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August 11, 2020

Entrepreneur Insights: This sustainable water firm generates goodwill during COVID-19

As companies around the world work hard to supply services, tools and equipment to combat the effects of COVID-19, one standout has been Jibu, a franchising business which helps people in poor urban areas access clean and affordable drinking water in seven African countries.

 

Jibu is experiencing a eureka moment thanks to its generosity and ingenuity amid the COVID-19 crisis. 

 

As the pandemic took hold in mid-March, the company made water delivery free of charge, gave free water to hospitals, increased the frequency of communications with customers and trained their employees on safety and hygiene measures in order to get clean water to those suffering in dire conditions.

 

“There is a lot of goodwill being created due to all the free water being delivered. We believe that this will be a springboard to greater business opportunities. Our business is created for times like this,” Randy Welsch, co-founder of Jibu, said.

 

Jibu was designated as an “essential service” in all the countries in which it operates, which means that it could continue delivering water, albeit with protective measures like facemasks, at a time when most other businesses in the region were shutdown.

 

Promoting entrepreneurship and independence

 

Jibu was born when Randy Welsch and his son Galen had the idea to create a financially sustainable model that could address society’s water issues without sole dependence on philanthropy and public investment. They believed that local “ownership” of a market-based solution would transcend volatile humanitarian trends and funding priorities.

“Impact should be evaluated by how the business model provides opportunity for empowerment. Not only by which consumer segment is served – by how the consumer segment is empowered,” Galen Welsch wrote in a Next Billion article. “Shifting the locus of power means treating employees and consumers as people with dreams as big as yours.”

First-time social entrepreneurs are equipped with Jibu’s water purification and other equipment, branding, training, and the capital required to launch franchise locations selling drinking water at prices lower than the charcoal it would cost to boil it. Their goal is to create a profitable business for local entrepreneurs, creating jobs while promoting social well-being, mobility, and agency for new business owners.

In summer 2018, Jibu joined the Business Call to Action (BCtA), a growing community of over 200 companies committed to inclusive business models.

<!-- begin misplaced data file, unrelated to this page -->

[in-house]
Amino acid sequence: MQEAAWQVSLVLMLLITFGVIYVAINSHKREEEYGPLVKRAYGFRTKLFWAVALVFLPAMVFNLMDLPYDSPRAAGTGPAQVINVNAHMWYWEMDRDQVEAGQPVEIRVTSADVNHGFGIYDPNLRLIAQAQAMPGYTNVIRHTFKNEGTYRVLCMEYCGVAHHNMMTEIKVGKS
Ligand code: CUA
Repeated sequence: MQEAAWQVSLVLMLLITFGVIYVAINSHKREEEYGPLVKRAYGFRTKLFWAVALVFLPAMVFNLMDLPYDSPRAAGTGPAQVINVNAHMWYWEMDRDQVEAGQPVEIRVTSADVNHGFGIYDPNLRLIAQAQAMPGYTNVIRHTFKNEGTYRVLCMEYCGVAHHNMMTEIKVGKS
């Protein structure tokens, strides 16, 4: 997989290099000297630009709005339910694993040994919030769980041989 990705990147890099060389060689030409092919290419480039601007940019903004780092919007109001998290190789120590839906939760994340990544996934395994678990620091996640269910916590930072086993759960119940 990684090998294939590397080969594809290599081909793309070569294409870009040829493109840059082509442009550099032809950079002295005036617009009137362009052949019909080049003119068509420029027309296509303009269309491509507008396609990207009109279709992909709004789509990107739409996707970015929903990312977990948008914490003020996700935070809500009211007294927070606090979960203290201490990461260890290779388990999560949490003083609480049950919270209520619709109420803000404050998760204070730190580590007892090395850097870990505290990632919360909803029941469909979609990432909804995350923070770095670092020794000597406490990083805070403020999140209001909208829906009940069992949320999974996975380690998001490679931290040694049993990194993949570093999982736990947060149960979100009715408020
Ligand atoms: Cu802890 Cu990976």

With its newest COVID-19 initiatives, Jibu is helping preserve the advances made over the past months and years in water impact investing. While other industries have been hit with supply shocks due to COVID-19, so far Welsch says that “we haven’t had major logistical issues but moving water around is still a challenge.” The company recently added LPG to the list of products it supplies. The entire initial supply was sold in just 5 days.

 

Clean water and sanitation for all

The sixth United Nations Sustainable Development Goal is “clean water and sanitation for all,” and this goal – widely regarded as an essential human right – drives both governments and private sector businesses like Jibu to help maximize universal and equitable access to safe drinking water, sanitation and hygiene.

 

According to the World Health Organization, 2.2 billion people around the world do not have access to safe drinking water. Dr Maria Neira, WHO Director, Department of Public Health, Environmental and Social Determinants of Health, said, “Investing in water, sanitation and hygiene is cost-effective and good for society in so many ways. It is an essential foundation for good health.”

 

To achieve SDG goals, the world needs to find scalable, replicable solutions to solve society’s most complex issues. Through the franchising of eco-friendly, ultra-filtration equipment, Jibu addresses water scarcity issues while providing business opportunities to thousands of first-time entrepreneurs.

 

“Our model requires population density in order to work,” Welsch said. “South America, Central America, Africa the Middle East. There is not enough safe water in these places, and they need services like ours.”

 

Companies like Jibu, which are thriving despite the challenges posed by COVID-19, provide fantastic opportunities for impact investors not only because they have proven to be successful in difficult economic conditions but also because their values are clear. Welsch also hopes that entrepreneurs and business leaders will leverage their own talent and resources in the communities that need them.

“People need safe water and they become more aware of their health in situations like COVID-19,” Welsch said. “It is very heartening to see our model be tested like this.”

This article was realized in collaboration with The Content Engine.

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